When it is the best option to use partitioning and when indexing is better depends on the workload type. Sometimes a combined usage of partitioning and indexes is the best approach (i.e. creating an index on a partitioned table).
Tactical queries normally access one or a few data rows. The USI is therefore often an optimal choice if the access can’t be covered with a primary index. Also, a join index that represents a copy of the base table and only changes the primary index can be helpful here.
Partitioned tables are often used for strategic queries in which a series of data (for example, the sales for the current year) is aggregated.
When we work with indexing techniques, we need to keep an eye on the entire data warehouse architecture and decide whether our solution fits. Indexes can have a negative impact on the ETL process for several reasons.
Loading tools such as Fastload require secondary indexes and join indexes to be removed before loading.
The index sub-tables have to be managed by Teradata. Insert, Delete and Update statements require that in addition to the actual table, the index sub-table must be maintained.
If potentially useful indexes are not used by the optimizer and they are not helpful in the entire PDM design, drop them immediately. You’re wasting space and resources.
The performance of a query can often be improved by rewriting the query.
Personally, I prefer to consider an SQL statement as a black box and to limit optimizations to technical methods first.
Here are a few examples:
Not having to understand the content and business logic of a query, I do not need to contact the author of the query. The purely technical optimizations are usually not that risky.
Only when I reach the limits of purely technical optimization do I begin to deal with business logic. Understanding business logic often opens up additional optimization opportunities.
Rewriting of queries often solves performance problems, even when all other techniques have failed.
Teradata SQL tuning requires to watch the query running in real-time. Monitoring a query in viewpoint at runtime helps to identify the critical steps.
In Viewpoint you should look for the following steps:
We have to think about the root cause of the bad query step, here are a few ideas:
Stale and missing statistics typically lead to incorrect decisions in join preparation (copying a table to all AMPs instead of rehashing) and to the use of incorrect join methods (for example, product join instead of merge join).
Another important task in Teradata SQL Tuning is measuring resource consumption before and after the optimization of the query.
Query run times are misleading because they can be affected by the simultaneous workload of other queries over which we have no control.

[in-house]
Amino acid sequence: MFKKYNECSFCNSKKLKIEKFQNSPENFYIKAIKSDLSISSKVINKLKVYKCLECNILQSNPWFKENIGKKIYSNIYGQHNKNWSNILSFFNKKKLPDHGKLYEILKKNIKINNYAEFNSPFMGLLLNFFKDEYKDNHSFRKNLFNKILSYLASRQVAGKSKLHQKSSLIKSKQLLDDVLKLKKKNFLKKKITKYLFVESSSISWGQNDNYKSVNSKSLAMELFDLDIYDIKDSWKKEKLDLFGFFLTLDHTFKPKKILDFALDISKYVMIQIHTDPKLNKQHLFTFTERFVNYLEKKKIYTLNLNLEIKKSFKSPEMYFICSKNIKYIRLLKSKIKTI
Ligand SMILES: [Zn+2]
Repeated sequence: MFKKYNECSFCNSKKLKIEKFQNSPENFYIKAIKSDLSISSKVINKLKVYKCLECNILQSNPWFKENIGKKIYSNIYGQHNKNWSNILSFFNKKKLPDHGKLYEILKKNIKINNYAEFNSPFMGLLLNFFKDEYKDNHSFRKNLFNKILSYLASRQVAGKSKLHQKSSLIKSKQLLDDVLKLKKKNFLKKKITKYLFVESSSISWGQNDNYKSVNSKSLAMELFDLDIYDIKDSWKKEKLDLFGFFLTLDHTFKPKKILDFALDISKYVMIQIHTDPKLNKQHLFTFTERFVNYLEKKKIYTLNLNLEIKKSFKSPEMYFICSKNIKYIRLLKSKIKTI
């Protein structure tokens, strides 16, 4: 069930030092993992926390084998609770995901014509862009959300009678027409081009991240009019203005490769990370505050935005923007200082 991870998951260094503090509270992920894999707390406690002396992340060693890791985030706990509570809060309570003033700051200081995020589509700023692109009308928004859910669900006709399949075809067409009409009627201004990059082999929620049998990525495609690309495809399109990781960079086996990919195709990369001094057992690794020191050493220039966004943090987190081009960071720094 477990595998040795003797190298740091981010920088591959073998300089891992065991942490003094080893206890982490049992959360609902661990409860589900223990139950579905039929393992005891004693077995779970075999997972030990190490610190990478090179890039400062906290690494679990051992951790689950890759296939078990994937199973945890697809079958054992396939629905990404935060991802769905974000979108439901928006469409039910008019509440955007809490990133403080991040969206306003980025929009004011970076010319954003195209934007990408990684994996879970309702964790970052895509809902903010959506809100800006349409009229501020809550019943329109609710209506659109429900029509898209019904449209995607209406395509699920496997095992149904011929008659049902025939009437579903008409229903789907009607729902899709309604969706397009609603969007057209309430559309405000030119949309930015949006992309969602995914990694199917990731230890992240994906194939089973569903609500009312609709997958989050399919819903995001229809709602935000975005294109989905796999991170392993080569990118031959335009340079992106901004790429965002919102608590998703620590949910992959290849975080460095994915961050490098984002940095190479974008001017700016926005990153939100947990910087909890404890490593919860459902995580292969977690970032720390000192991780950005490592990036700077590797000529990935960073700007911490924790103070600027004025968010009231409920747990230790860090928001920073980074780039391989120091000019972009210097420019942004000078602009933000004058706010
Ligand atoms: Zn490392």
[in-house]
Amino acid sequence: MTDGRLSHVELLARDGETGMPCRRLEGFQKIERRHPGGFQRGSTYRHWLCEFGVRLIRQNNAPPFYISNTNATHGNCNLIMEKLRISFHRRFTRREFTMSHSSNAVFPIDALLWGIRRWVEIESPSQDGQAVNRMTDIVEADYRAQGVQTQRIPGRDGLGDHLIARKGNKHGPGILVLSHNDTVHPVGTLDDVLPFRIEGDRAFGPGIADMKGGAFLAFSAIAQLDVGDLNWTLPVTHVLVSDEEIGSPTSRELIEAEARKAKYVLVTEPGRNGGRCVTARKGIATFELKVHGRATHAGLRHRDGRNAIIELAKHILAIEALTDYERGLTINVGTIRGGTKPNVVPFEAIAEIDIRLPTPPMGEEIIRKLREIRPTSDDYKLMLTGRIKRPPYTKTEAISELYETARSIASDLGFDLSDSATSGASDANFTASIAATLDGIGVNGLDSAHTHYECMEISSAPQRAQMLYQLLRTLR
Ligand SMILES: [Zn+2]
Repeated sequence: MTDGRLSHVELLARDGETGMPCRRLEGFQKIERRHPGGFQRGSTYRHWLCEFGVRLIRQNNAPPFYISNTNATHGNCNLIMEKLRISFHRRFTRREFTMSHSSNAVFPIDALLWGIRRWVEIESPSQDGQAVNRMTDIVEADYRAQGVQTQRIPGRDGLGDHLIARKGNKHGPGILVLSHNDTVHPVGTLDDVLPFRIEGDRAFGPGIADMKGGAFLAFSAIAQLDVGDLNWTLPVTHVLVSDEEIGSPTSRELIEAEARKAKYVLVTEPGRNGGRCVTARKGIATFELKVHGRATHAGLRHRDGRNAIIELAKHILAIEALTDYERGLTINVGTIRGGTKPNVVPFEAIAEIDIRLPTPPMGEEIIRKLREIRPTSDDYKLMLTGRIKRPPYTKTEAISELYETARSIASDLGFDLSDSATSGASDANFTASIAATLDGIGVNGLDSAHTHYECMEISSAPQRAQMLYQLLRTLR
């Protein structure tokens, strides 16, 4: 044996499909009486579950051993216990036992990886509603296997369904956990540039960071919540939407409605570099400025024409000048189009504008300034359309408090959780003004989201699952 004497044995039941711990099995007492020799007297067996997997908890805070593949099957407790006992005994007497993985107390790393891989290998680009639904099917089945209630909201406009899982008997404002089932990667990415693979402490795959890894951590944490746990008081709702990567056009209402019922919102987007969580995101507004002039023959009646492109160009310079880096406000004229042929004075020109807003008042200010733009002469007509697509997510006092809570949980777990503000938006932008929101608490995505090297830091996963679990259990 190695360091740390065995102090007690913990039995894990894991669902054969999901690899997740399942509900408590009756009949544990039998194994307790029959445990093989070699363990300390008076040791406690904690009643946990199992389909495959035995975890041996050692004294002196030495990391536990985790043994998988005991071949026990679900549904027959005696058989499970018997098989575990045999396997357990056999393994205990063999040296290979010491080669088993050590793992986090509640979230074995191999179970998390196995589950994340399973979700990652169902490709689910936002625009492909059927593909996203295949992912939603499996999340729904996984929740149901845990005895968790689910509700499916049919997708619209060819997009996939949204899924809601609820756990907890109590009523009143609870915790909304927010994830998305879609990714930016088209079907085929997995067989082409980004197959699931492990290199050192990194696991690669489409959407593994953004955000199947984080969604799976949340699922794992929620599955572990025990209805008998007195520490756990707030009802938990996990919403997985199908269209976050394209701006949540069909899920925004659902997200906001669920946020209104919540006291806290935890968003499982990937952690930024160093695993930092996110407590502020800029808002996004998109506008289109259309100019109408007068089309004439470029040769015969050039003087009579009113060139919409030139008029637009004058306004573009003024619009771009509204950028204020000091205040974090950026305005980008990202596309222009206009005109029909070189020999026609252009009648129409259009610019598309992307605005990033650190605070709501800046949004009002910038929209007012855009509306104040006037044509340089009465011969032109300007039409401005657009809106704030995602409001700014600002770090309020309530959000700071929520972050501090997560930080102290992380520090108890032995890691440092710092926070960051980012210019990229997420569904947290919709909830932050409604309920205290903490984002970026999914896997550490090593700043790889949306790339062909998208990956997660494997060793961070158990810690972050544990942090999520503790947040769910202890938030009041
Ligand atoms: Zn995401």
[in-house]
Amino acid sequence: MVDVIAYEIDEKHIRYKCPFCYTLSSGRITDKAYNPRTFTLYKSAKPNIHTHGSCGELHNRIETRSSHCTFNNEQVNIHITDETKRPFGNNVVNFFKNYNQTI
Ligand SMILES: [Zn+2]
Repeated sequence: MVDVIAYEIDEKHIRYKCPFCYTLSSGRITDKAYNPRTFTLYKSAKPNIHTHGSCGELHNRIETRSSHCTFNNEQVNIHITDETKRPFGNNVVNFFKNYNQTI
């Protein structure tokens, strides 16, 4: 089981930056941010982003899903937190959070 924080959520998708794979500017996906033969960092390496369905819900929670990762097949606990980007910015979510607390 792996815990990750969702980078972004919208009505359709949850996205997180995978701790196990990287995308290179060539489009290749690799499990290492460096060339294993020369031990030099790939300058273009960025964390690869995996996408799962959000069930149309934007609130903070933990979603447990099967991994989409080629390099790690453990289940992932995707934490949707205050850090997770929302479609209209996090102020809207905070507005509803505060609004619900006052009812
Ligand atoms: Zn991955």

In performance tuning, we prefer to use absolute key figures that are independent of what else is running on our Teradata system.
Below is a query that gives you a detailed insight into how good each step of the SQL statement to be optimized is. To execute this query, you must have read access to table DBC.DBQLOGTBL (or related views):
Do not forget to give each version of the query to be optimized its own query band so that you can uniquely identify it in the table DBC.DBQLOGTBL:
SET QUERY_BAND = 'Version=1;' FOR SESSION; SELECT AMPCPUTIME, (FIRSTRESPTIME-STARTTIME DAY(2) TO SECOND(6)) RUNTIME, SPOOLUSAGE/1024**3 AS SPOOL_IN_GB, CAST(100-((AMPCPUTIME/(HASHAMP()+1))*100/NULLIFZERO(MAXAMPCPUTIME)) AS INTEGER) AS CPU_SKEW, MAXAMPCPUTIME*(HASHAMP()+1) AS CPU_IMPACT, AMPCPUTIME*1000/NULLIFZERO(TOTALIOCOUNT) AS LHR FROM DBC.DBQLOGTBL WHERE QUERYBAND = 'Version=1;' ;
The above query will return the following measures:
Our goal is to decrease total CPU usage, consumed spool space and skewing on the CPU. The LHR is optimally around 1.00
Teradata Golden Tuning Tipps 2017 – Take your Skills to the next Level!
Teradata Tuning – Query Rewriting
Tactical Workload Tuning on Teradata
The Primary Index Choice
Tutorial Point Tuning Ideas
The Teradata TO_CHAR function can be used to:
Here is an example of a numeric expression argument. It can be any of these data types: BYTEINT, SMALLINT, INTEGER, BIGINT, DECIMAL/NUMERIC, FLOAT/REAL/DOUBLE PRECISION, or NUMBER
The second argument is a format string (More about format strings you can find in the Teradata documentation). It has to be CHAR or VARCHAR.
Hint: If the query returns only ‘#’ characters, this means that the conversion failed:
SELECT TO_CHAR(123456789,'99'); --> ###
Here is an example of a date expression argument. The first argument has to be one of the following data types: DATE, TIME, TIME WITH TIME ZONE, TIMESTAMP, TIMESTAMP WITH TIME ZONE, or an Interval data type. The second argument has to be CHAR or VARCHAR:
SELECT TO_CHAR(DATE'2019-11-09', 'DD-MON-YYYY' ); --> '09-NOV-2019'
Of course, we are all excited when Teradata provides new features with every new release that makes our lives easier. However, it is important not to forget that the use of functions always has the risk that the optimizer has no statistics available.
Here is an example that shows exactly such a case. First, we will apply TO_CHAR on a date and take a look at the execution plan: